"Colored people"... well that's more likely to evoke a chuckle than a frown. After all, none of us is transparent, so all of our skins are colored in one hue or another.

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    Stevie Wonder nonchalantly used the term in his big hit "Living for the City" because it fit the meter of the song.

    Although, admittedly, Stevie Wonder can't see any colors, so he's probably as perplexed by this issue as the rest of us.
     
    Last edited: Feb 19, 2015
  11. Doug Coulter Registered Member

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    Crap, I have enough problems just figuring out how to be correct. Often enough, once I do, I find there's no possible overlap with political correctness...sigh, which often has not much to do with, you know, fact.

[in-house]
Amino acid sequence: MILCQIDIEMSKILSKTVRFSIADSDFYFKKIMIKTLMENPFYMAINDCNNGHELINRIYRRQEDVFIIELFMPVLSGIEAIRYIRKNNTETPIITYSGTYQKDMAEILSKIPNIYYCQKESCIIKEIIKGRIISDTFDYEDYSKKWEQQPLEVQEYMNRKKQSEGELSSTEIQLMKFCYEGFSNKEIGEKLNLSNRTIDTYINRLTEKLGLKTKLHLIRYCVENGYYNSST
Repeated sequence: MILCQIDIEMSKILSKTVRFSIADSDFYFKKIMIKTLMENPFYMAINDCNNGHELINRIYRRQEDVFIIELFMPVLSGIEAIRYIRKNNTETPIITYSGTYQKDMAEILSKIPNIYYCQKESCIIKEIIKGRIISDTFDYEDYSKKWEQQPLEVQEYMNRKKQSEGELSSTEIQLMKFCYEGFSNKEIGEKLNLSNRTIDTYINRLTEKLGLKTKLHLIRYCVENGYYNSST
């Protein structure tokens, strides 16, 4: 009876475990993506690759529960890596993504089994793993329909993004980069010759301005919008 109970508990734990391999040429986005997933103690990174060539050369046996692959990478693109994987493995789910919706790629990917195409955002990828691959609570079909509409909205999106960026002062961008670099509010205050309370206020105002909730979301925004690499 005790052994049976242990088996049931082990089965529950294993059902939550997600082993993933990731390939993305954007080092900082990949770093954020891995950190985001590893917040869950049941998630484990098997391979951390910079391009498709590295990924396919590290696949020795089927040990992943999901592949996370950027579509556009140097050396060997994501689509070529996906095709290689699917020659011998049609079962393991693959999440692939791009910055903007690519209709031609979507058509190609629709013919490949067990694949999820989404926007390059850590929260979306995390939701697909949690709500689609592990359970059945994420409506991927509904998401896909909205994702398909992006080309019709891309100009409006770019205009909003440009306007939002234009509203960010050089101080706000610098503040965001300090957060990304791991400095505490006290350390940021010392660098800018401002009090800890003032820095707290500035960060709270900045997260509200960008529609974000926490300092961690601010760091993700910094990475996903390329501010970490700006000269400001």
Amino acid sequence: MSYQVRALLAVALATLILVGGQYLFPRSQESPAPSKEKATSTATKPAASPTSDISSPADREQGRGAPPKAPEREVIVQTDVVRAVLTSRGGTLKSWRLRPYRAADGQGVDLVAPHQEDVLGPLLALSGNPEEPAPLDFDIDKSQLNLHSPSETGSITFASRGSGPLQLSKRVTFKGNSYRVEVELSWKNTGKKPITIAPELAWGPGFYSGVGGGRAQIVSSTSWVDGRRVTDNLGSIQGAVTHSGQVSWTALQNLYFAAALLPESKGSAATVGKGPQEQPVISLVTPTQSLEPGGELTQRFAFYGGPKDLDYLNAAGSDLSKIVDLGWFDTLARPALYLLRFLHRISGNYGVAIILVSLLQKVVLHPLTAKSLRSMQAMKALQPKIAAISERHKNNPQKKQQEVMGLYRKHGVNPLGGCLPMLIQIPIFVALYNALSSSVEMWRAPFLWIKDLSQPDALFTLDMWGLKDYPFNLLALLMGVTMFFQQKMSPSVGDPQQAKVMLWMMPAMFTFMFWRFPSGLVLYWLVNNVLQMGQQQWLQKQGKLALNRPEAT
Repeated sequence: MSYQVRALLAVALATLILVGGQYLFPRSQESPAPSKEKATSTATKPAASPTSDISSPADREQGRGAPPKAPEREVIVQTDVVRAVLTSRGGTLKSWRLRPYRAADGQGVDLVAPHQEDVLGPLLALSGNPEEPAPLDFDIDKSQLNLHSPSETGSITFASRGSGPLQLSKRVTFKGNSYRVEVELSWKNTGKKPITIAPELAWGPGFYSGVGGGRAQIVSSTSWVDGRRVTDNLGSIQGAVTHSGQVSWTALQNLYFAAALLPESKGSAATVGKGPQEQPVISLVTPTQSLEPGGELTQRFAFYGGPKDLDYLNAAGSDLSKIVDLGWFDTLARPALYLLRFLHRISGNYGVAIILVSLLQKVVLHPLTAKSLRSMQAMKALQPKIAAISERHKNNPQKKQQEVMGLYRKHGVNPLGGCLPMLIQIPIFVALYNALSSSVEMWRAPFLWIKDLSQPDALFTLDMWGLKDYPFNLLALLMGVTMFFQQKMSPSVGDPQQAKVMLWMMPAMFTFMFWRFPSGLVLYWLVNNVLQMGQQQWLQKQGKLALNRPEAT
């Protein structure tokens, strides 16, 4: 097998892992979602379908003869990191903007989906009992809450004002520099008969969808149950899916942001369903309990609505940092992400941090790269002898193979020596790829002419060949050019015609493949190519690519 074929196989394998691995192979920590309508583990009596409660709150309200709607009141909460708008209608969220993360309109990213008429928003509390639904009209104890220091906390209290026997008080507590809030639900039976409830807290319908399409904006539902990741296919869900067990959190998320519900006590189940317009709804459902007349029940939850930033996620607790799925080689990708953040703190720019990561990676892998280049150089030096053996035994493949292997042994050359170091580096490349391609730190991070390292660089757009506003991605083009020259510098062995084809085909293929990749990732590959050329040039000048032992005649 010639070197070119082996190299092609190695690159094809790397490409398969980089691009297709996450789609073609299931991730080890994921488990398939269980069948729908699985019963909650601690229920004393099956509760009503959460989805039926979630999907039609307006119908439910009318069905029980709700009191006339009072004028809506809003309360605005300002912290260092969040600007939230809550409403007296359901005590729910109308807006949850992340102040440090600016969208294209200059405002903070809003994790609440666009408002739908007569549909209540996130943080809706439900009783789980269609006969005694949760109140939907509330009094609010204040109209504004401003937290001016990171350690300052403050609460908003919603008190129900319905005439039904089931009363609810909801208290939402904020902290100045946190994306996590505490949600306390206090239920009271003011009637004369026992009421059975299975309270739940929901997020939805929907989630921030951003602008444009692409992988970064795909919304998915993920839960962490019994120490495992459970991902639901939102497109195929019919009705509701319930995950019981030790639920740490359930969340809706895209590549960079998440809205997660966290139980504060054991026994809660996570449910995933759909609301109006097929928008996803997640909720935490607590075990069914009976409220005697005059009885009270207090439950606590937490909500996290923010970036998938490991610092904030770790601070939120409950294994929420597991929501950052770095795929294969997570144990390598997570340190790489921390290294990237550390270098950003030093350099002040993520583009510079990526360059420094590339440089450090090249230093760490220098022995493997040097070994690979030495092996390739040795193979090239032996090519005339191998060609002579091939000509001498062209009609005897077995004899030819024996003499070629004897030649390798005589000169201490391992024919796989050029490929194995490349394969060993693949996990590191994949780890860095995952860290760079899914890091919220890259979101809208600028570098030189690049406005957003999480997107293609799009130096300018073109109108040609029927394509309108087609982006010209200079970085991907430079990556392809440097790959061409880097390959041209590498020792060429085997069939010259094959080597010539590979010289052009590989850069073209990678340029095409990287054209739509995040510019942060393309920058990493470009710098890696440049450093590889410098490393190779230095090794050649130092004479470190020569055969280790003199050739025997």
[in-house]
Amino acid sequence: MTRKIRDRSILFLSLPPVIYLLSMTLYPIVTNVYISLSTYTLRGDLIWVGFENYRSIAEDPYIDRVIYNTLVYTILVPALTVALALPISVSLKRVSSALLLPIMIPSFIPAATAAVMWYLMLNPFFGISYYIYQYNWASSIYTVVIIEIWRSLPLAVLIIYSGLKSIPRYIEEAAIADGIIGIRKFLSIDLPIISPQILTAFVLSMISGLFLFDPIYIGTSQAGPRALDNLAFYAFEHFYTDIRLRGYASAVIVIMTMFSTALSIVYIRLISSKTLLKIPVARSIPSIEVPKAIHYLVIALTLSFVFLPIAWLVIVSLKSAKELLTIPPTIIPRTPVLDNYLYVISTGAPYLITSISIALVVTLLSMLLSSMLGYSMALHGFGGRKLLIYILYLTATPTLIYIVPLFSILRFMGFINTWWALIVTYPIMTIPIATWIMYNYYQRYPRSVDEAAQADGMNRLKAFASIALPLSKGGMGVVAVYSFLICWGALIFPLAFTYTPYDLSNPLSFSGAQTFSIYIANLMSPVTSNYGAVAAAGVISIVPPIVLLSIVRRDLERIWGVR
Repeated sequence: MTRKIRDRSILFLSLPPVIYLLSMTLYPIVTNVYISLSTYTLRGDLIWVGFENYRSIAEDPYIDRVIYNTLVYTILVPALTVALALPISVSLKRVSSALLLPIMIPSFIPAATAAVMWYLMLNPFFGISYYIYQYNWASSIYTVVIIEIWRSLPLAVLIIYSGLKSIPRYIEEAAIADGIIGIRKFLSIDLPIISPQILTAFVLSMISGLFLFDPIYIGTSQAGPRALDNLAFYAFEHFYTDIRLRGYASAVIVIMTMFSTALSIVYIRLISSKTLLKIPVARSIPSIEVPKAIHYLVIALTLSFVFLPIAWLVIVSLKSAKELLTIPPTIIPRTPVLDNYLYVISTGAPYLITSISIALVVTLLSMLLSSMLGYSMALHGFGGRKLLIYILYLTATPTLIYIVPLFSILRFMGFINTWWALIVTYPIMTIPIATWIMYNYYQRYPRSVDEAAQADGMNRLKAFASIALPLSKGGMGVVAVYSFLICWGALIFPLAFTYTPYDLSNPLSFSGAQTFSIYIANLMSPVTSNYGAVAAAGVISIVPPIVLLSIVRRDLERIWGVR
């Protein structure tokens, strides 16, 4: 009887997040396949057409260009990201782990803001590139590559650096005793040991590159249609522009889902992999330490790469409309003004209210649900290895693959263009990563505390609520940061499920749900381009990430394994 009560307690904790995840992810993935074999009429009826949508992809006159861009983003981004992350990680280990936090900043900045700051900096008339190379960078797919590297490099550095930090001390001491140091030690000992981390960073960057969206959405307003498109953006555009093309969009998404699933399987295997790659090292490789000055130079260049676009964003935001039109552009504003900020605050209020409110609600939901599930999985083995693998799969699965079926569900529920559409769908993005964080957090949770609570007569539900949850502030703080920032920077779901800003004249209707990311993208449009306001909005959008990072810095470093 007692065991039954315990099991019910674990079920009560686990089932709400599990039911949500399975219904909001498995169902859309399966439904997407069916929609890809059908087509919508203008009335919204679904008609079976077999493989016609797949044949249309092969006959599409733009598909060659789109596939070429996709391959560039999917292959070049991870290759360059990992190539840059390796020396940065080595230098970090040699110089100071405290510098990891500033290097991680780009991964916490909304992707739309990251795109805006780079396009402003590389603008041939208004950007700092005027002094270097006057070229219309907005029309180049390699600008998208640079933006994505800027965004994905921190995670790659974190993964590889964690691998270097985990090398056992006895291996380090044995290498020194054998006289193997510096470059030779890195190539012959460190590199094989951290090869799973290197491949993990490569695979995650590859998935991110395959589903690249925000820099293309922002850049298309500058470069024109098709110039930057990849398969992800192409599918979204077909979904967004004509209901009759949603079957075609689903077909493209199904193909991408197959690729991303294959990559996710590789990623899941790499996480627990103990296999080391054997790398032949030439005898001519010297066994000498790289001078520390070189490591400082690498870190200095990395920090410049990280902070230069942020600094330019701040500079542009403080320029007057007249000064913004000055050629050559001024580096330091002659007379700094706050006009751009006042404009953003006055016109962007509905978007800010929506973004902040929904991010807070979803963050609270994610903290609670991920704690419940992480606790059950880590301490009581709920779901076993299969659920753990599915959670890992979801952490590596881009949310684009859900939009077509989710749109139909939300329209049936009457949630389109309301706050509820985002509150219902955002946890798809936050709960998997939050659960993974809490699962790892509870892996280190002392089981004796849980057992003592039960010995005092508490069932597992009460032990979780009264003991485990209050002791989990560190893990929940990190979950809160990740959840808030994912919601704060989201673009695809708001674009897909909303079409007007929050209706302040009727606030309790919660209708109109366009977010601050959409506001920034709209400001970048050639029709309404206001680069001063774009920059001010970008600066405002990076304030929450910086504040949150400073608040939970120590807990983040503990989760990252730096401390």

Anecdote:
    I spent some years touring with a band that was half black, half white (you can guess which I am). We were really good, close friends (try living with a few other people on the road - it's inevitable you become close, or the band dissolves). OK, we taught each other quite a lot - they were better at some things (emotional intelligence, quick to pick up on and fix things before a fight would start) and not so much at other things, where the white people did better. No problems at all - we learned one from another, everyone was cool and smart.